For Americans, the death of a princess has struck a chord. But for thoseof British birth, it has roused an entire symphony of emotion.
"She was so young and beautiful and a natural person," said Angela Lewis,former British subject.
"She bridged the gap between the royalty and the commoner, and you couldsee her warmth," said Eileen Brown, former British subject.
Though they've lived in America more than 20 years, news of Diana's deathcame as a shock to Lewis and Brown. Both are members of the Daughters ofthe British Empire, a national service organization of more than 5000Britons now living in the states who have close ties to their homeland.
The local chapter has prepared a condolence book for North Caroliniansto sign. They're putting it in the state capitol until next Monday andthen plan to send it to Buckingham Palace in the hope it will comfortDiana's family, especially her sons.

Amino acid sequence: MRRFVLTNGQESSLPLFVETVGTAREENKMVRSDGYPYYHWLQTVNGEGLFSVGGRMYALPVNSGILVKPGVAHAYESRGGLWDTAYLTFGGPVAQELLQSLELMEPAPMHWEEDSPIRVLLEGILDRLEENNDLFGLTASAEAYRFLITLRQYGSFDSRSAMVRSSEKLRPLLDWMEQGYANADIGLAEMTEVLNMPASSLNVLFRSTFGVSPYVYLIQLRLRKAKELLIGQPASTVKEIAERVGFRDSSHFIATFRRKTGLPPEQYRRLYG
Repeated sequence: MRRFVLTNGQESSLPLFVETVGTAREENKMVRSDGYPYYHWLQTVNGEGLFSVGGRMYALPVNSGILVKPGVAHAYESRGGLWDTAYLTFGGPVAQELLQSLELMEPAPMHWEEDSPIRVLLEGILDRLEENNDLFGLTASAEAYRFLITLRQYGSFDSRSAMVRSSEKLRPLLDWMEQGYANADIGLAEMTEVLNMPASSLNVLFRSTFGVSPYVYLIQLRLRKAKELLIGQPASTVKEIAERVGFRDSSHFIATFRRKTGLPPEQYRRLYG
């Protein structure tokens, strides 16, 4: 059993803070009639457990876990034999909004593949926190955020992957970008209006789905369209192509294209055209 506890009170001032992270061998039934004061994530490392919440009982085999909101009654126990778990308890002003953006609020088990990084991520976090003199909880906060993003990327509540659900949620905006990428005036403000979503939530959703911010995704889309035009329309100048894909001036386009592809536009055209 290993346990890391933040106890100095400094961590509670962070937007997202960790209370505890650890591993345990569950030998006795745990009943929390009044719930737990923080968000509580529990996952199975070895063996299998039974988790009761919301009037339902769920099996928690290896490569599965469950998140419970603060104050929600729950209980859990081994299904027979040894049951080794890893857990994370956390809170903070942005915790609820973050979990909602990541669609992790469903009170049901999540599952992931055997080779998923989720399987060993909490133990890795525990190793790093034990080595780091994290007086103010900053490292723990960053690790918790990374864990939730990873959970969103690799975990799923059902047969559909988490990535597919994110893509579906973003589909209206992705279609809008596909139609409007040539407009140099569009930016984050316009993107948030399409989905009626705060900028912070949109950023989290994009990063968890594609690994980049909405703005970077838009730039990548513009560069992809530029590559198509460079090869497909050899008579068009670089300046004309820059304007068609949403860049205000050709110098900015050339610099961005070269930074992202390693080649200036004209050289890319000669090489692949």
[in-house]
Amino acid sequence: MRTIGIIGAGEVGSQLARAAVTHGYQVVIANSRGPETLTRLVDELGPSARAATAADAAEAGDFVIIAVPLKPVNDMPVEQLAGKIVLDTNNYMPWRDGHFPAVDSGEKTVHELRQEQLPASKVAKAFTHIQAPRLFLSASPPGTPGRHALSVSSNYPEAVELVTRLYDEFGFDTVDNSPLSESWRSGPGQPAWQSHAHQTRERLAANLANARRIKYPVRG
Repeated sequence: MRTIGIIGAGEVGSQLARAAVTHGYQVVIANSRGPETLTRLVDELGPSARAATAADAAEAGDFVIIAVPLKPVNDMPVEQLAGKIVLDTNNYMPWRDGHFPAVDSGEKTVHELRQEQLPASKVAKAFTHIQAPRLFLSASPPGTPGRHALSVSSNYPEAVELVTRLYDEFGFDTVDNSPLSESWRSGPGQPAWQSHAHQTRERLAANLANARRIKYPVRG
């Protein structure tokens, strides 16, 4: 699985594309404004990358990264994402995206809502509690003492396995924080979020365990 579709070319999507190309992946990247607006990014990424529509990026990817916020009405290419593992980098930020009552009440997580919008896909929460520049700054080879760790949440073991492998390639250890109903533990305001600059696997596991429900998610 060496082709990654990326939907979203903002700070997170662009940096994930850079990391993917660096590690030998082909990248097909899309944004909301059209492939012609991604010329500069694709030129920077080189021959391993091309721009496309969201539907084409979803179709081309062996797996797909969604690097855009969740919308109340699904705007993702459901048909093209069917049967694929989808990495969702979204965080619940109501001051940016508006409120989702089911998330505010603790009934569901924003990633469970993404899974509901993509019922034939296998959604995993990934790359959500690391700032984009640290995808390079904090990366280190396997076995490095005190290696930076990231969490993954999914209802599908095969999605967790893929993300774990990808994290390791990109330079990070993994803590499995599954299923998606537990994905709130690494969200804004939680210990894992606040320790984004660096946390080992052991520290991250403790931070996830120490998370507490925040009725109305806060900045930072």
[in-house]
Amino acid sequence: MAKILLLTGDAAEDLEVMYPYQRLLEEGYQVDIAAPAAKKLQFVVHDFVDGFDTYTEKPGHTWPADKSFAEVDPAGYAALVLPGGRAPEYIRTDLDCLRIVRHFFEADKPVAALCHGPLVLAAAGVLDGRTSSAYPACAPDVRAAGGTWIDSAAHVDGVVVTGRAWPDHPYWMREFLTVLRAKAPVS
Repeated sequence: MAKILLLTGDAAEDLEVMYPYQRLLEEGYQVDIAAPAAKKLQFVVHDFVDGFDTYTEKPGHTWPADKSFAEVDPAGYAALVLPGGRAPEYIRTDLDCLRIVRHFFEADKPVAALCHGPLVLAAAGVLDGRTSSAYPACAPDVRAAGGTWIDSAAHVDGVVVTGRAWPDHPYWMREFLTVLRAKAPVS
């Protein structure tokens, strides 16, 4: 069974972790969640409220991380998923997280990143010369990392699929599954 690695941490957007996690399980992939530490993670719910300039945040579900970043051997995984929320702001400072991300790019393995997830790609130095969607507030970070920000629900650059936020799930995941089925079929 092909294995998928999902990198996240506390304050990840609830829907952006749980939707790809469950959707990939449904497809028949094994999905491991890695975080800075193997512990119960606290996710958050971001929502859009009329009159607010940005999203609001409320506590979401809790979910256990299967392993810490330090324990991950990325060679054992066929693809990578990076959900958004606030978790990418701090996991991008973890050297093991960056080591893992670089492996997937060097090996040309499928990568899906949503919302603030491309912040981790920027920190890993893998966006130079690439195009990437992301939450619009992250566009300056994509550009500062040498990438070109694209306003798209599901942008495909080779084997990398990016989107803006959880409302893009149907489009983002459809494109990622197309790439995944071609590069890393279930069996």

"It is like losing a relative," said Eric Platt, former British subject. "In that sense, Diana, when she became a royal, became part of the family."
Platt's wife is the group's national president.
Brown and Lewis said they were shocked when they heard the news, and thatBritons and Americans alike will remember what happened.
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